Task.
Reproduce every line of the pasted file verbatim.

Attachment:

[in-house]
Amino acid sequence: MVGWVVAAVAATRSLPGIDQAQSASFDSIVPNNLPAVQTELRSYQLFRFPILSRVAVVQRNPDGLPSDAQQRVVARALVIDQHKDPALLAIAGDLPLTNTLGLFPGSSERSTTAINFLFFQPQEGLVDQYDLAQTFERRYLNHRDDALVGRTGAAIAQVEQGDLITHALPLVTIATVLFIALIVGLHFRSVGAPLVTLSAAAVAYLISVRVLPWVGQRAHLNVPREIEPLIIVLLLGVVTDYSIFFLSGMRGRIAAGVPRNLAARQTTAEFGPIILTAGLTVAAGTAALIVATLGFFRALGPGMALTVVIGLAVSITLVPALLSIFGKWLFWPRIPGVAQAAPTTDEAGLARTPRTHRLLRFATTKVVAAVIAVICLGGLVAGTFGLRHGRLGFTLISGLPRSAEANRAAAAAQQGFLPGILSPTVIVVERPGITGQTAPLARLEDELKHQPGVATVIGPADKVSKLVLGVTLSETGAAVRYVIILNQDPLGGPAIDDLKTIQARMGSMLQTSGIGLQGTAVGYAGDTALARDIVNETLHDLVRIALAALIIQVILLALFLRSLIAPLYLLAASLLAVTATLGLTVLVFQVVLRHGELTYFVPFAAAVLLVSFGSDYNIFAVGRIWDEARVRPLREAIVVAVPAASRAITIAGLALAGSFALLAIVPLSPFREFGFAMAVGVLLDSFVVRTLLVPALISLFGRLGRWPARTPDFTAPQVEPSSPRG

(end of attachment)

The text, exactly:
[in-house]
Amino acid sequence: MVGWVVAAVAATRSLPGIDQAQSASFDSIVPNNLPAVQTELRSYQLFRFPILSRVAVVQRNPDGLPSDAQQRVVARALVIDQHKDPALLAIAGDLPLTNTLGLFPGSSERSTTAINFLFFQPQEGLVDQYDLAQTFERRYLNHRDDALVGRTGAAIAQVEQGDLITHALPLVTIATVLFIALIVGLHFRSVGAPLVTLSAAAVAYLISVRVLPWVGQRAHLNVPREIEPLIIVLLLGVVTDYSIFFLSGMRGRIAAGVPRNLAARQTTAEFGPIILTAGLTVAAGTAALIVATLGFFRALGPGMALTVVIGLAVSITLVPALLSIFGKWLFWPRIPGVAQAAPTTDEAGLARTPRTHRLLRFATTKVVAAVIAVICLGGLVAGTFGLRHGRLGFTLISGLPRSAEANRAAAAAQQGFLPGILSPTVIVVERPGITGQTAPLARLEDELKHQPGVATVIGPADKVSKLVLGVTLSETGAAVRYVIILNQDPLGGPAIDDLKTIQARMGSMLQTSGIGLQGTAVGYAGDTALARDIVNETLHDLVRIALAALIIQVILLALFLRSLIAPLYLLAASLLAVTATLGLTVLVFQVVLRHGELTYFVPFAAAVLLVSFGSDYNIFAVGRIWDEARVRPLREAIVVAVPAASRAITIAGLALAGSFALLAIVPLSPFREFGFAMAVGVLLDSFVVRTLLVPALISLFGRLGRWPARTPDFTAPQVEPSSPRG